Today, I want to talk about the fourth pillar: The good work of God.

We find this fourth pillar in Romans 8.28-30:

And we know that in all things God works for the good of those who love him, who have been called according to his purpose. For those God foreknew he also predestined to be conformed to the likeness of his Son, that he might be the firstborn among many brothers. And those he predestined, he also called; those he called, he also justified; those he justified, he also glorified.

Two misconceptions about these verses need to be cleared away: First, they do not say that everything that happens to us is good. Rather, they say that God is working for our good in everything that happens to us. Second, these verses do not say that God is working for the good of everyone. Notice that Paul limits his remarks to those who love and are called by God. Of course, through faith in Christ, everyone can respond to Godâ..s call with love.

But how do we know God is working for our good? Paul offers two reasons: Jesus Christ and predestination. For Paul, what happened to Jesus Christ is the template for what will happen to every Christian. Resurrection will overcome death. Eternal life in Godâ..s presence will heal all the hurts of life here on earth. The Jesus story will become our story. Christâ..s resurrection is the first of many.

Paul also mentions Godâ..s predestining power. Far too many people view the concept of predestination with alarm. They think it means that God arbitrarily picks some people for heaven and others for hell. But here, predestination simply means that God finishes what he starts. And thatâ..s good to know. Sometimes, when life gets hard and weâ tempted to lose faith, we need to remember that Godâ..s not done with us yet.

Thereâ..s a pony on the other side of all thisâ.¦well, you know.

The Intercession of the Holy Spirit (Romans 8.26-27)

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In Romans 8.18-30, Paul outlines a theology of Christian optimism. The first pillar of this theology is the salvation of creation. The second is the redemption of our bodies. And the third is the intercession of the Holy Spirit.

Hereâ..s what Paul writes about the Spirit in Romans 8.26-27:

In the same way, the Spirit helps us in our weakness. We do not know what we ought to pray for, but the Spirit himself intercedes for us with groans that words cannot express. And he who searches our hearts knows the mind of the Spirit, because the Spirit intercedes for the saints in accordance with God’s will.

For far too many Christians, the Holy Spirit is the unknown member of the Trinity. We know that God the Father created and sustains the world. We know that God the Son entered the world to die and rise again for our salvation. But what does the Spirit do?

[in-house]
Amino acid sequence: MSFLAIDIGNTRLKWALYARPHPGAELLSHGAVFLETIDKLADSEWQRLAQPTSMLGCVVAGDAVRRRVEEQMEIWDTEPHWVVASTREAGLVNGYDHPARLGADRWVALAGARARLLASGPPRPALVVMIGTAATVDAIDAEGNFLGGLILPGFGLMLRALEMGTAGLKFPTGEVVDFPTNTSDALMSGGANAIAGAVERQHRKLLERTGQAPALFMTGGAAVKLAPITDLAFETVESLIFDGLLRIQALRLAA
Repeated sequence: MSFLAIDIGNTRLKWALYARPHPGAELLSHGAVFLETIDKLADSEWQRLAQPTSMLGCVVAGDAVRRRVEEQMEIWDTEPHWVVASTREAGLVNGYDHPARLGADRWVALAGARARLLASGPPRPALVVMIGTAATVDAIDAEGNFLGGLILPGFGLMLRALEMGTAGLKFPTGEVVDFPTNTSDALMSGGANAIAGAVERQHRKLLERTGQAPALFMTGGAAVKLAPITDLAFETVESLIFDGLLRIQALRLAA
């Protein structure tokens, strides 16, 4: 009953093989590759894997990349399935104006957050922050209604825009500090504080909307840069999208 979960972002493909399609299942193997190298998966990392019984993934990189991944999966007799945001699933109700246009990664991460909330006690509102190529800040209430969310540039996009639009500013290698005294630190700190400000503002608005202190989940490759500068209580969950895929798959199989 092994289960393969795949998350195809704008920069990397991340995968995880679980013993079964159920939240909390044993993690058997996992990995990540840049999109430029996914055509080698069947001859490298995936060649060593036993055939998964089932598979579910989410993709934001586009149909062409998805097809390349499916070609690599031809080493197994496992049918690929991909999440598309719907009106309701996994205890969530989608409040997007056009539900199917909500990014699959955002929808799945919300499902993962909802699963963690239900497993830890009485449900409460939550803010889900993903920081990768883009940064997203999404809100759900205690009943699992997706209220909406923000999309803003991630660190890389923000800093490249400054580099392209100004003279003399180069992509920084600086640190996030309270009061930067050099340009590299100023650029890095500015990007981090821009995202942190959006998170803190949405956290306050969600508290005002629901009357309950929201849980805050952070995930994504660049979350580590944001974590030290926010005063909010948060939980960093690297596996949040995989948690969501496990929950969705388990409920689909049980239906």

Paul answers that question with three statements:

First, the Spirit helps us in our weakness. The Greek word for â..spiritâ. is pneuma, which also means â..breathâ. or â..wind.â. When I was in high school, I played basketball. If the pace of the game was fast, I ran the length of the court many times. Doing that repeatedly tired me out, so occasionally, the coach would pull me out to let me catch my breath. Thatâ..s what the Holy Spirit does. When we are tired out in the game of lifeâ..because of suffering or conflict or the exertion of our best spiritual effortsâ..the Holy Spirit gives us a â..second wind.â.

Second, the Spirit himself intercedes for us with groans that words cannot express. Just as we get winded in the game of life, so also we find ourselves at a loss for words in lifeâ..s conversation. Sometimes, our thoughts and emotions and desires are so confused and confusing that we simply donâ..t know how to pray to God. This happens especially during times of crisis and suffering. At those times, the Spirit intercedes for us with God. To intercede means â go between.â. And thatâ..s what the Spirit does. He goes between us and God, articulating our inarticulate thoughts to God, so that God might answer the innermost prayers of our hearts.

Finally, the Spirit intercedes for the saints in accordance with God’s will. I donâ..t want to give the impression that the Spirit merely tells God what we want. Rather, the Spirit asks God at all times for what we really need. And what we really need is for â..Godâ..s willâ. to be accomplished in our lives. God sees all and therefore knows best. When we are going through difficult moments in our lives, we need his guidance more than ever.

Knowing that the Spirit intercedes for us before God should make us optimists. God knows both where we are and where we need to be. Through the Holy Spirit, he is leading us safely from the one place to the other.